Row DTLA emerges as a fully-fledged destination for design, fashion, food and more

Women’s fashion boutique LCD and among 100 stores in Row DTLA
Design shop A+R (left) and women’s fashion boutique LCD (right) are among 100 stores in Row DTLA
(Image credit: press)

Rios Clementi Hale Studios has developed an open-air, gritty meets glam, mixed-use industrial space next to the famous Alameda produce market in the arts district of Downtown Los Angeles. Built by the Southern Pacific Railroad between 1917 and 1923, the main rows of six buildings now holds what started out as a series of pop-up shops and galleries that has unfolded into a fully-fledged destination for office space, shopping and cool coffee bar hangouts. The popular Smorgasburg food hall from Brooklyn was the first to land in the space with a Sunday market that has been drawing crowds for unique artisan tastes and local food trucks.  

The projected 100 stores curated by The Runyon Group (also responsible for the Platform development in Culver City), spans from BDGA, a Boston-based men’s sneaker store that has collaborated with Nike, Puma and Adidas, to women’s fashion boutique LCD, featuring Mexico City designers inspired by street culture, contemporary art and the beach. Venice favourite A+R was one of the first retail stores to plant a flag in the complex with mid-century modern furnishings, lighting and accessories. Hancock is a luxury lifestyle and concept store who will source will everything from out of stock Chanel shoes or a cool lipstick from Milan to a vintage sofa or the best paper towels from London.

Paris-based menswear brand 13 Bonaparte has opened in Row DTLA

(Image credit: press)

Paris-based menswear brand 13 Bonaparte has opened in Row DTLA

Tokyobike is a small, independent bicycle company from the suburb of Yanaka based on the concept of ‘Tokyo Slow’, designed to explore and enjoy the journey. While you are biking around the complex, stop into Mission Workshop from San Francisco where they make tailored performance technical apparel such as waxed canvas jeans, and weatherproof bags that the company started by selling to professional bike messengers.

For more chic clothing, stop by Article Indefini for a handmade cashmere beret from France, or Paris-based 13 Bonaparte carries an urban contemporary transeasonal wardrobe for men. BANKS JOURNAL creates sustainable and organic surf apparel and accessories like organic cotton tees or recycled boardshorts. There is even a Bridge & Burn transplant from Portland, Oregon with casual-cool Northwest apparel - think plaid and corduroy with a tent for a dressing room.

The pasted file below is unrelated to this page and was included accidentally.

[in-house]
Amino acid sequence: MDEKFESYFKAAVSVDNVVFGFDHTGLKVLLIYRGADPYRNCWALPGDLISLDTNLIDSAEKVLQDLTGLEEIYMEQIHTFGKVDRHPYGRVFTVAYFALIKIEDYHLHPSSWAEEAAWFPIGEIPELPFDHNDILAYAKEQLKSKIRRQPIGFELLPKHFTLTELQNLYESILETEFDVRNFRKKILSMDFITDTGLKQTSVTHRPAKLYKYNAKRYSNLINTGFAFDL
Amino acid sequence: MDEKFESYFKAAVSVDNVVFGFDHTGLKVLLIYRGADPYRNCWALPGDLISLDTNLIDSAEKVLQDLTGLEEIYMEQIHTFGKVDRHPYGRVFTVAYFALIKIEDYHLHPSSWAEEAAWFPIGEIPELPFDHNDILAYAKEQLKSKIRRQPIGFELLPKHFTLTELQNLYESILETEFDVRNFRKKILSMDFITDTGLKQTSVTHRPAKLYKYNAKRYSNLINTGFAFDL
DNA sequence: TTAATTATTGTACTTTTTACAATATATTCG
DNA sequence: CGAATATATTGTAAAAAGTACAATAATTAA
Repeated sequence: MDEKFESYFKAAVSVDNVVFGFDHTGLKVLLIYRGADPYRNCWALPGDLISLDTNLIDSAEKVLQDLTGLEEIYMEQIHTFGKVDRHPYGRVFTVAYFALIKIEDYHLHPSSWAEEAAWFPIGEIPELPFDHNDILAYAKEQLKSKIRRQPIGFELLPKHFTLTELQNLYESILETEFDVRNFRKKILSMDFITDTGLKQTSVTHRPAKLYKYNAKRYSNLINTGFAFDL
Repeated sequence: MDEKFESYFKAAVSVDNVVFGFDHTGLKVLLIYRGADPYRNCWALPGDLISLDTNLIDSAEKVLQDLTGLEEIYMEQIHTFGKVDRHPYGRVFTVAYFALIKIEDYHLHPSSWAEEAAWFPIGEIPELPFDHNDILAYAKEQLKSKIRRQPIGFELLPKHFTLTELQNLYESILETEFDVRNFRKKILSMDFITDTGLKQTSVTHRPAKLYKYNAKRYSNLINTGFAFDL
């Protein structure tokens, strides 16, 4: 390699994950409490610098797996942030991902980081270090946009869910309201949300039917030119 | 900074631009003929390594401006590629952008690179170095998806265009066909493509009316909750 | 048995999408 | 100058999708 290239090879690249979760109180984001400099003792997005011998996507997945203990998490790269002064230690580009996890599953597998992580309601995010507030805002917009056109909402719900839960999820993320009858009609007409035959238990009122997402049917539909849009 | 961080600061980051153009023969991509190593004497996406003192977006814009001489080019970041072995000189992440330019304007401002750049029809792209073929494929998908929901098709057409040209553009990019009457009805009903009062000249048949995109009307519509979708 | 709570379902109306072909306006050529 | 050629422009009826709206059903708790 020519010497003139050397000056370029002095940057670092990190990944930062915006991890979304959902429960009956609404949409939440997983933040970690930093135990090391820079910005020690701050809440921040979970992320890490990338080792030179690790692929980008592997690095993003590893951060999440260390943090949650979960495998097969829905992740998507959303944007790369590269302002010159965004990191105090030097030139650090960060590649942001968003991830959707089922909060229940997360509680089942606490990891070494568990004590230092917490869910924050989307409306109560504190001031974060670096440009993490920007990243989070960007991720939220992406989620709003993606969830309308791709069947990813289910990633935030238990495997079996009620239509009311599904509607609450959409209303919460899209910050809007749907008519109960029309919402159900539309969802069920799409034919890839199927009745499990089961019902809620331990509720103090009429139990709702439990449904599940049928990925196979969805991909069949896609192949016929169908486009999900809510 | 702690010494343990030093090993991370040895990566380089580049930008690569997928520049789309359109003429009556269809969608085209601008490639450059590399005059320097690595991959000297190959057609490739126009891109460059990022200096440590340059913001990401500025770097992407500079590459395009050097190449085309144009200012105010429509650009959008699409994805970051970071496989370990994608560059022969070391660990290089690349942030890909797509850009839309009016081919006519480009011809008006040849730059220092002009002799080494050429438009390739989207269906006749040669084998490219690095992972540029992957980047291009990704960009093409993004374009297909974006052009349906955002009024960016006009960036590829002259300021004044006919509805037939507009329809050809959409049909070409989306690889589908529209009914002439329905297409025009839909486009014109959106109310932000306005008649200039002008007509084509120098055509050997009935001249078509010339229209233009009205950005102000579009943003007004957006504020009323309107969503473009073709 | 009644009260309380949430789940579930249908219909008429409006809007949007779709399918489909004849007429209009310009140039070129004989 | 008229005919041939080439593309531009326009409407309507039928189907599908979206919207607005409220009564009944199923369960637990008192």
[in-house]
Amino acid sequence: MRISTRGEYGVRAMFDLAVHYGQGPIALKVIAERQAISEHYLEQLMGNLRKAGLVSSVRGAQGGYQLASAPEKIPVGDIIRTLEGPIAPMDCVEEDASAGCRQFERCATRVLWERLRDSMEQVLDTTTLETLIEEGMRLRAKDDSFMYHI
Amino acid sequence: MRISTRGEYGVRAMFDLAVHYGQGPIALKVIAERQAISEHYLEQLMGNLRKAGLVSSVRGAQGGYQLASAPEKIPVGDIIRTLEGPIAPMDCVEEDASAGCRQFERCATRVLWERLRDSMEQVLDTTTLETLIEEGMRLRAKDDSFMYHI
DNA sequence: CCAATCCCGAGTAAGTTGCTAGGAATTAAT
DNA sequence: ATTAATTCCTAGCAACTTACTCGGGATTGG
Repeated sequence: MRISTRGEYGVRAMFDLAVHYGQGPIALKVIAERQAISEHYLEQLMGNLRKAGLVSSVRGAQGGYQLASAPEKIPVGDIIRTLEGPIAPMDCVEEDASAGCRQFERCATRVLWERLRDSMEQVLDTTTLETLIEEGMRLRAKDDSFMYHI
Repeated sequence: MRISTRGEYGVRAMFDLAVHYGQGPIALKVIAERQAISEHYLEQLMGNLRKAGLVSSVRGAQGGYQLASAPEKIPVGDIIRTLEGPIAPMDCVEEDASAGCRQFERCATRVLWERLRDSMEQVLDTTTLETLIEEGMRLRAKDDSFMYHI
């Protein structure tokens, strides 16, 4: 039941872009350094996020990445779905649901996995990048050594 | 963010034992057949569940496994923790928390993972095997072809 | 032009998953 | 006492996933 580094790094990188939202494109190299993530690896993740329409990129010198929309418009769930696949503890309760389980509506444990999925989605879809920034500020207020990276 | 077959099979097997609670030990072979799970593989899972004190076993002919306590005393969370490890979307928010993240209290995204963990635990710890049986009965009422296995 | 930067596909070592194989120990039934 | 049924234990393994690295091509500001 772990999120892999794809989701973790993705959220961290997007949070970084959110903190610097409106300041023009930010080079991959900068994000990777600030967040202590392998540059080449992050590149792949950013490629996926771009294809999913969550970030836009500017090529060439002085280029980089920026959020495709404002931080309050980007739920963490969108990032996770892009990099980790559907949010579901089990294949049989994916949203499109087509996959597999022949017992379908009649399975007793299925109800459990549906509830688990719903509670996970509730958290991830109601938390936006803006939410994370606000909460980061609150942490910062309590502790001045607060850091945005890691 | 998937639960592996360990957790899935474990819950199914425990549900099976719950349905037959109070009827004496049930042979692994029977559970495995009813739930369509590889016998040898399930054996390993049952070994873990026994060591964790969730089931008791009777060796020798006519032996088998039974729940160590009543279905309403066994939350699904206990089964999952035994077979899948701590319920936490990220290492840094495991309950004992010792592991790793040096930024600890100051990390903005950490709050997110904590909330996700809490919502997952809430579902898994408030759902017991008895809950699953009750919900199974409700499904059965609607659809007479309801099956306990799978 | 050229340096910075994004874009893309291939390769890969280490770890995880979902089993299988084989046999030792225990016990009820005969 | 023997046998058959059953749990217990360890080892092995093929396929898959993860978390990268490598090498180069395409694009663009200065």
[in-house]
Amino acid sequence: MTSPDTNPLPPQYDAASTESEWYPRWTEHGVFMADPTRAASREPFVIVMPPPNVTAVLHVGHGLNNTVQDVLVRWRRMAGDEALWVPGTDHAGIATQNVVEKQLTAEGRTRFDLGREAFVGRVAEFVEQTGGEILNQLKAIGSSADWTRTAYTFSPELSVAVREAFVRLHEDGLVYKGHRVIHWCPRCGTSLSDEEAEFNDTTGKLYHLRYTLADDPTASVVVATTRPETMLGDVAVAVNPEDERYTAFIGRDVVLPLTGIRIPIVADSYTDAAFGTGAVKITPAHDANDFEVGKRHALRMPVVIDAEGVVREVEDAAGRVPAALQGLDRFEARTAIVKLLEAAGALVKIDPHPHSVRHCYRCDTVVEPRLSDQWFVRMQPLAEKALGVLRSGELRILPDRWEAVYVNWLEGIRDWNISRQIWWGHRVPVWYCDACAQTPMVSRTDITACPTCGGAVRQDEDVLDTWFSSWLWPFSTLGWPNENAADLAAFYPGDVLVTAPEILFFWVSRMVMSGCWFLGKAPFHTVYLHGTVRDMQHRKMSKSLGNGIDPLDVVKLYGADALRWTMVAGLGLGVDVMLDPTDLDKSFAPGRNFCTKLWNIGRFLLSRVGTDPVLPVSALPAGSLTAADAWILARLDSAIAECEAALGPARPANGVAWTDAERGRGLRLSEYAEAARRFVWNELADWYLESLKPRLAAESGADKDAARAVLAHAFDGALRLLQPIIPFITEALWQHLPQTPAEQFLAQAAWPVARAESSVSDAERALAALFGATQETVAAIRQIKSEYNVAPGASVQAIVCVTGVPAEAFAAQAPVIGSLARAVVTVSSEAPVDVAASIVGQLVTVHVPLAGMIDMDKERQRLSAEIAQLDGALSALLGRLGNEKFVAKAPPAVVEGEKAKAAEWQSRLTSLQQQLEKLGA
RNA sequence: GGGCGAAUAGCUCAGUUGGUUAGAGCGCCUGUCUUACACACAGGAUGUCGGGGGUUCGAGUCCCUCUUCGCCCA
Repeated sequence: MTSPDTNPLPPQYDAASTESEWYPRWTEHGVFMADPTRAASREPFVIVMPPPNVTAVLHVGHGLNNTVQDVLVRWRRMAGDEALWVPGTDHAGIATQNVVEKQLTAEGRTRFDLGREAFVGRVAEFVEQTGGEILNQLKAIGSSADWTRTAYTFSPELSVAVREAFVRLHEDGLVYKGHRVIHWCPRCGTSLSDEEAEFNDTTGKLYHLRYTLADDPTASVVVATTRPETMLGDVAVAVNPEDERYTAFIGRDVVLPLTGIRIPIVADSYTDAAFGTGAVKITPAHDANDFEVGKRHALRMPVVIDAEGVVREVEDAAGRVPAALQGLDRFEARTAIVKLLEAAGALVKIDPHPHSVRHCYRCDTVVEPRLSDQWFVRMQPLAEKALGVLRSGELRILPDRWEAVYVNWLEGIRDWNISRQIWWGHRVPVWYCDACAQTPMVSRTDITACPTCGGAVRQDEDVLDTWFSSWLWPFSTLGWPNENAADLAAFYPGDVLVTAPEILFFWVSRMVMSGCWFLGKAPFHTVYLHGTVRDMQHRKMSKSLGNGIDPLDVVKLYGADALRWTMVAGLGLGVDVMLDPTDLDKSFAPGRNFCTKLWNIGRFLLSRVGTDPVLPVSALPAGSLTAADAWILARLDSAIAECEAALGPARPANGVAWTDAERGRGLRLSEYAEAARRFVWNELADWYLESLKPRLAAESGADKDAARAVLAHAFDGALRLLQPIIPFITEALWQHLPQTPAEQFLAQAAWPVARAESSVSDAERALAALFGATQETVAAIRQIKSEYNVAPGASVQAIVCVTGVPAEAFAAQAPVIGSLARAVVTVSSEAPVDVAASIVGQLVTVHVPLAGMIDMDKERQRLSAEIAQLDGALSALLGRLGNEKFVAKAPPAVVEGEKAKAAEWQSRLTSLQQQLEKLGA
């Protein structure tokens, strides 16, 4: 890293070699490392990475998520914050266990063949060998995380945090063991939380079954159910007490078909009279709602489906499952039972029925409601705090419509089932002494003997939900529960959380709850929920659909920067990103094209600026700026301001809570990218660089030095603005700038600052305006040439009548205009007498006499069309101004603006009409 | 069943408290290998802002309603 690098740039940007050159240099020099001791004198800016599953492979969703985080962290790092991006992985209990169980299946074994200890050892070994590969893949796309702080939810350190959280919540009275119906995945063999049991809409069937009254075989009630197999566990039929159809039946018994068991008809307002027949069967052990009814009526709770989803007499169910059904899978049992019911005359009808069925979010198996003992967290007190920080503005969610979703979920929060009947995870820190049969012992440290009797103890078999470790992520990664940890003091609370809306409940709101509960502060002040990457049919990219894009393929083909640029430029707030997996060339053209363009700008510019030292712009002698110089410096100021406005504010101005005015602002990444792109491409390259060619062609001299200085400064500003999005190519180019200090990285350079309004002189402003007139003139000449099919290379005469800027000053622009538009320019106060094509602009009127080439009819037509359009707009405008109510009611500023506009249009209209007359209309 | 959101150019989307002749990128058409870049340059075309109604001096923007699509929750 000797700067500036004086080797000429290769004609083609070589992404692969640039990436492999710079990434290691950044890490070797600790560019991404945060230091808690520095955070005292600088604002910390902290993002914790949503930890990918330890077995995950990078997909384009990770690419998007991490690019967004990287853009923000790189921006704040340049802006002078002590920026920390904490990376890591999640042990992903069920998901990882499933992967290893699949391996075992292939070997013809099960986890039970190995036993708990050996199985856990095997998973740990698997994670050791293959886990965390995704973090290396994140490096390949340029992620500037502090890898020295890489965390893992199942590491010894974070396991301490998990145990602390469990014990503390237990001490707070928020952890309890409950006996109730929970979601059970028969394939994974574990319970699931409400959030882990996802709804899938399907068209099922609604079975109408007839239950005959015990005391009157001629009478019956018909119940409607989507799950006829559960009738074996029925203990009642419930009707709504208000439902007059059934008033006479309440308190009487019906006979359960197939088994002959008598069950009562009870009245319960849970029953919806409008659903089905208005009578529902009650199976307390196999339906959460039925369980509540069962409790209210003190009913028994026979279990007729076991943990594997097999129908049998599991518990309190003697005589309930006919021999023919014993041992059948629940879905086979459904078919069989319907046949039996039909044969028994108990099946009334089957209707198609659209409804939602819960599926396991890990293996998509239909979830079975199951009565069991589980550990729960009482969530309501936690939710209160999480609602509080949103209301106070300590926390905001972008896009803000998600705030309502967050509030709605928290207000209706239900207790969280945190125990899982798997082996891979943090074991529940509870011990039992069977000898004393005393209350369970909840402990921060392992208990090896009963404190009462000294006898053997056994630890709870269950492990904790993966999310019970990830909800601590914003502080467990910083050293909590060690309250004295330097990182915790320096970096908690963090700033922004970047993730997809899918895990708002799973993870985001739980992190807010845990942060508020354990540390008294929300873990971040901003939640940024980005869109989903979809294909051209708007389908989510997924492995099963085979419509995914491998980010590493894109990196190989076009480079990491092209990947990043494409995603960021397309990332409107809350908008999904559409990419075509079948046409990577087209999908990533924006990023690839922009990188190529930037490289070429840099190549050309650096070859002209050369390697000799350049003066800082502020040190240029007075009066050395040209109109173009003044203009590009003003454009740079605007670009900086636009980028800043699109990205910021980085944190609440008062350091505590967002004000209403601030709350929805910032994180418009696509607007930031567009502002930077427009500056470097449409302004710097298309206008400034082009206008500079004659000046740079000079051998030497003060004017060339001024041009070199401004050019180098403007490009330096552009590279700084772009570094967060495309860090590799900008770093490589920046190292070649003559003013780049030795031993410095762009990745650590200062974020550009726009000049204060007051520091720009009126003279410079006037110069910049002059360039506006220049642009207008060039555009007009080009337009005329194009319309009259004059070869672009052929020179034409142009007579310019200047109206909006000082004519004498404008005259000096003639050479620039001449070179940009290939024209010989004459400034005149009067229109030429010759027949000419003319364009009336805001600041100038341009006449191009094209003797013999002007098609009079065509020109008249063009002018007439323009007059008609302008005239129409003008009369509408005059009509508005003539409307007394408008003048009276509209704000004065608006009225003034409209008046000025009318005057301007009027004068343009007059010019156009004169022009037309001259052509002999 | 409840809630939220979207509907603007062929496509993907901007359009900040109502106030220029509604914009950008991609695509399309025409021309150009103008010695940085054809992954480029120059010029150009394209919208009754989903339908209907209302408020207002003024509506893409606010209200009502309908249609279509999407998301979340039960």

For women there are ethereal vintage wedding gowns at Gossamer but dRA is an independent Los Angeles line with modern day meets feminine designs featuring floaty floral blouses to more structured plaid shirt dresses. At jewelers Vrai & Oro you can find wire-thin, simple gold bands and delicate diamond pendants; next door, perfume connoisseurs seeking unique niche fragrances from around the globe can pull up a seat at Scent Bar and have a glass of bubbles while you take in the artisan aromas.

Vrai & Oro is a local jewellery brand that manufactures directly in DTLA

(Image credit: press)

Vrai & Oro is a local jewellery brand that manufactures directly in DTLA

For quirky finds, Poketo is a lifestyle brand born out of the philosophy ‘Art for Your Everyday’. From notebooks to backpacks they have collaborated with 200 international artists and companies from Nike, SF MoMA, and De Young Museum. Yolk from Silver Lake in east LA features cute wooden kids toys and creative glass housewares for hostess gifts.

If you want to learn and create while you shop, Still Life Ceramics offers ‘art as entertainment’ with a programme of classes as well as a retail space with functional art. Lastly, you can learn to box at New York transplant Shadowbox, practice yoga on the rooftop, or get an edgy new haircut at Nova Arts Salon. Over a dozen more restaurant developments are also on the way and soon the wide streets that were frequented by produce trucks will lead way for a mass of pedestrian foot traffic.


For more information, visit the Row DTLA website


777 Alameda Street
Los Angeles CA 90021


Carole Dixon is a prolific lifestyle writer-editor currently based in Los Angeles. As a Wallpaper* contributor since 2004, she covers travel, architecture, art, fashion, food, design, beauty, and culture for the magazine and online, and was formerly the LA City editor for the Wallpaper* City Guides to Los Angeles.